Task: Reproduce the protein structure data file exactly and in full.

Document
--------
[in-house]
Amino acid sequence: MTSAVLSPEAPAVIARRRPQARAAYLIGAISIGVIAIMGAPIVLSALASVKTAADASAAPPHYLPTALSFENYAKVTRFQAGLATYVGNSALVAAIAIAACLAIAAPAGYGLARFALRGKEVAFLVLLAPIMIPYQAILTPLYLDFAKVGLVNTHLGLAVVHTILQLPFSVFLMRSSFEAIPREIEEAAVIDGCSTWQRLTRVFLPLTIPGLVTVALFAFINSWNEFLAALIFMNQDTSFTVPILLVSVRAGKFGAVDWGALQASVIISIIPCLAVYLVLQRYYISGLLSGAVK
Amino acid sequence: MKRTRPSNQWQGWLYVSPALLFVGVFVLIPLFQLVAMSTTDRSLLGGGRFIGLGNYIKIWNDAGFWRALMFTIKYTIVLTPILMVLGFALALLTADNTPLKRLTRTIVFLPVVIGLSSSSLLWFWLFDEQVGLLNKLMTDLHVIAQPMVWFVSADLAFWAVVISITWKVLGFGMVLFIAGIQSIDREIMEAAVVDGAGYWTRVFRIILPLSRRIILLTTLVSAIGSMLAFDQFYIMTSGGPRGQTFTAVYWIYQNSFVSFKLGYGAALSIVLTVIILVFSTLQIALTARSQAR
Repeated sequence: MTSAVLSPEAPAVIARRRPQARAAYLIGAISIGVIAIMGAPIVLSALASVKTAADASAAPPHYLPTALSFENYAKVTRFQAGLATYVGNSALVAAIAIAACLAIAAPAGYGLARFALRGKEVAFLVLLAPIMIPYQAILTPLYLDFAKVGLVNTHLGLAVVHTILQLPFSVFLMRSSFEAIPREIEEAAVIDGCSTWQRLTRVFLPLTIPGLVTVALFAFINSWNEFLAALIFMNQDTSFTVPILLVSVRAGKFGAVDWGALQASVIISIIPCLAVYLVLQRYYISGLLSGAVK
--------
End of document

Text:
[in-house]
Amino acid sequence: MTSAVLSPEAPAVIARRRPQARAAYLIGAISIGVIAIMGAPIVLSALASVKTAADASAAPPHYLPTALSFENYAKVTRFQAGLATYVGNSALVAAIAIAACLAIAAPAGYGLARFALRGKEVAFLVLLAPIMIPYQAILTPLYLDFAKVGLVNTHLGLAVVHTILQLPFSVFLMRSSFEAIPREIEEAAVIDGCSTWQRLTRVFLPLTIPGLVTVALFAFINSWNEFLAALIFMNQDTSFTVPILLVSVRAGKFGAVDWGALQASVIISIIPCLAVYLVLQRYYISGLLSGAVK
Amino acid sequence: MKRTRPSNQWQGWLYVSPALLFVGVFVLIPLFQLVAMSTTDRSLLGGGRFIGLGNYIKIWNDAGFWRALMFTIKYTIVLTPILMVLGFALALLTADNTPLKRLTRTIVFLPVVIGLSSSSLLWFWLFDEQVGLLNKLMTDLHVIAQPMVWFVSADLAFWAVVISITWKVLGFGMVLFIAGIQSIDREIMEAAVVDGAGYWTRVFRIILPLSRRIILLTTLVSAIGSMLAFDQFYIMTSGGPRGQTFTAVYWIYQNSFVSFKLGYGAALSIVLTVIILVFSTLQIALTARSQAR
Repeated sequence: MTSAVLSPEAPAVIARRRPQARAAYLIGAISIGVIAIMGAPIVLSALASVKTAADASAAPPHYLPTALSFENYAKVTRFQAGLATYVGNSALVAAIAIAACLAIAAPAGYGLARFALRGKEVAFLVLLAPIMIPYQAILTPLYLDFAKVGLVNTHLGLAVVHTILQLPFSVFLMRSSFEAIPREIEEAAVIDGCSTWQRLTRVFLPLTIPGLVTVALFAFINSWNEFLAALIFMNQDTSFTVPILLVSVRAGKFGAVDWGALQASVIISIIPCLAVYLVLQRYYISGLLSGAVK